This is interesting since I am in my 50's now but when I was 16, I was involved in a serious auto accident had major head traumas and was hospitalized for one month, since I had lost my balance etc. Now I have MS too.
I also agree that it is interesting because I had a very serious car accident when I was 17. We were the 2nd car out of 13. I cracked the windshield with my head. I remember my dr asking if I was in a car accident or had head trauma but I don't know if I remembered to mention that since it was so long ago.
This is a theory that pops up here from time to time. It is pretty clear from these and past replies that some of us had head trauma, others did not.
I've never been certain which side I should fall on - my head is hard as a rock and I've had at least 3 injuries that doctors said SHOULD have knocked me out (in addition to bleeding and such) but didn't!
But it is interesting!
not dx'd with MS yet, but neuro is 95% sure it is, we are just waiting it out for now. go back on May 24 for a follow up.
but, this is an interesting topic with the head injuries. i did have a head injury that i never told my parents about or went to the doc when i was about 10 or 11. i slipped on the driveway and hit the back of my head full force. i'm so thankful that nothing came of that, because i remember how bad i felt after it happened.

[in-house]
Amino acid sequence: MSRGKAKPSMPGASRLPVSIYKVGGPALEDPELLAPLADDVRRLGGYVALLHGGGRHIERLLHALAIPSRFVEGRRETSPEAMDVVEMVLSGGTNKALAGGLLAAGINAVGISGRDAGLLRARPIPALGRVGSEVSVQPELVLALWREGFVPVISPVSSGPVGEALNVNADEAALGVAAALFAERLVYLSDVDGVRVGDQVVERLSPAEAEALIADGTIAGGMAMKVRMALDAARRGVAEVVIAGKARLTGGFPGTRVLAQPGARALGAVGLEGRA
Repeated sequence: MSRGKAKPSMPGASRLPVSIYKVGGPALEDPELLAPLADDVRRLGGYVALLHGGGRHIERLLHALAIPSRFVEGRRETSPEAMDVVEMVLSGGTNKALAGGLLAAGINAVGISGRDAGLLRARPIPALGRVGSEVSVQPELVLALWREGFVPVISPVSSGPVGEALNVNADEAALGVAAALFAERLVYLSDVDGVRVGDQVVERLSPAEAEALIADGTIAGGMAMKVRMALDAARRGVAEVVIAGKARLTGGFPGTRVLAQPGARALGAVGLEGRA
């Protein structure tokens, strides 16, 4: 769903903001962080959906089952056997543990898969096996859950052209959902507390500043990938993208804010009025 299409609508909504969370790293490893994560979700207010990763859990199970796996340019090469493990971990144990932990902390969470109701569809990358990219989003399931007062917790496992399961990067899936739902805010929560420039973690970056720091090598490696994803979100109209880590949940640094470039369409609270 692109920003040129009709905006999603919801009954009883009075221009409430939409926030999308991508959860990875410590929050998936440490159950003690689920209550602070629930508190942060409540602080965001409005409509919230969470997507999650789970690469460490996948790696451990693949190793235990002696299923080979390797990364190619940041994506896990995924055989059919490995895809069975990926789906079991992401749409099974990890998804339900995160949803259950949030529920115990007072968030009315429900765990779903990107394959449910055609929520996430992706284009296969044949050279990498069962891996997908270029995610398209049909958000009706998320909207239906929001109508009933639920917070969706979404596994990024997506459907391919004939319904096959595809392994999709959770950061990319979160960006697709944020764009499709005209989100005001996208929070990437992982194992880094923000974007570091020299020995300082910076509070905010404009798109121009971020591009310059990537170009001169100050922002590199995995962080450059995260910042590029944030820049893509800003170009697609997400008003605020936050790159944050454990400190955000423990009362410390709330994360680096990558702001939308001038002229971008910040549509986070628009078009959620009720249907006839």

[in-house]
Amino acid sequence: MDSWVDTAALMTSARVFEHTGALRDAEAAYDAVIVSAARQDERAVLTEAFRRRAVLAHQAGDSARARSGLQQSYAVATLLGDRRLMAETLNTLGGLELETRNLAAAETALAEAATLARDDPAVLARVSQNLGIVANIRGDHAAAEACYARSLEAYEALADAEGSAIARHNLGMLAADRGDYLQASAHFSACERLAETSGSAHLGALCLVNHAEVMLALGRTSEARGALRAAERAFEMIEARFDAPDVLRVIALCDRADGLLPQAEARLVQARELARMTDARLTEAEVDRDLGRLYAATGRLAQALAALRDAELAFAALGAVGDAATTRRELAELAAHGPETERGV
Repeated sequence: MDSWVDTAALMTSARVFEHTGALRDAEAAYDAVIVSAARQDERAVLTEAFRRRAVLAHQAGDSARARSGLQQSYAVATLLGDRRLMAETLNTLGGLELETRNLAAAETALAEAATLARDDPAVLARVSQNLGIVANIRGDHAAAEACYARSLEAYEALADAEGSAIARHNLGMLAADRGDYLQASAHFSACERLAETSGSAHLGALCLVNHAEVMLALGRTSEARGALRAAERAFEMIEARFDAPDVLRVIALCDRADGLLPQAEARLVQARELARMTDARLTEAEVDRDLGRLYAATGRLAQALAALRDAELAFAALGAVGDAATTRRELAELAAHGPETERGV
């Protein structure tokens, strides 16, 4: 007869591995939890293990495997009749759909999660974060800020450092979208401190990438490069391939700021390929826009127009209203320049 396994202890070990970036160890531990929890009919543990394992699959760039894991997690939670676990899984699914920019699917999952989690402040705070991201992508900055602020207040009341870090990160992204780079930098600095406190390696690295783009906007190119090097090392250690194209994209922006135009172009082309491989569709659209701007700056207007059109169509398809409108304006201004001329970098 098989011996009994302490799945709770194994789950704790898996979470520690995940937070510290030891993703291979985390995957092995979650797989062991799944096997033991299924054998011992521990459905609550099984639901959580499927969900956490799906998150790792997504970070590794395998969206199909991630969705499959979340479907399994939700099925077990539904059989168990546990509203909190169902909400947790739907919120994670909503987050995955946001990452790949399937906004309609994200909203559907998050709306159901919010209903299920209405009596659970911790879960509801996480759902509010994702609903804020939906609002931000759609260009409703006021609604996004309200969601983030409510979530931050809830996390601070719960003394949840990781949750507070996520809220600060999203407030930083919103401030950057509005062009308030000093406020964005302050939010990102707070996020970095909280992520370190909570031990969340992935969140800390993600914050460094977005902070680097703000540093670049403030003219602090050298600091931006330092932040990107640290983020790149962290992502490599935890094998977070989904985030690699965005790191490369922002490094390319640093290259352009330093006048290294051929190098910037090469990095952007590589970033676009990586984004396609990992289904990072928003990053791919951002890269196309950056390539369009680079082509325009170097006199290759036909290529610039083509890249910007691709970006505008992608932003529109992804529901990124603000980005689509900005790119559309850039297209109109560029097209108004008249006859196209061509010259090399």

As I previously mentioned, I had no head trauma but now that talk has gone a bit further I'm going to say something that you'll all probably find wacky! Feel free to chalk it up to my vivid imagination and inquiring mind but since my symptoms were for the most part dormant for 30 years, I can't say I haven't considered if a bad injury 4 years ago kind of "woke this up". I'm sure that every doctor would say I'm crazy (not that it's worth bringing up since it serves no purpose) and that most (if not all) of you will too, but there is SO much about this disease (or is it syndrome? ) that NO ONE knows!
Bearygood, thats not crazy at all. In fact, never having had any head trauma- one of the first questions I was asked was if I had had any recent traumas in my life...a death of a loved one, etc...
The truth is, about the same time my hand started, I had just found out my husband of only 3 years has a type of lung cancer called Silicosis. My husband was on the 911 job and breathed quite a bit of that toxic dust. (hes in construction). To this day, they still think but cannot prove, that there might be a correlation between the shock to my system and the waking up of my MS which also had been dormant for close to 15 years....at least, thats the last time I can remember every having anything remotely close to an MS symtom!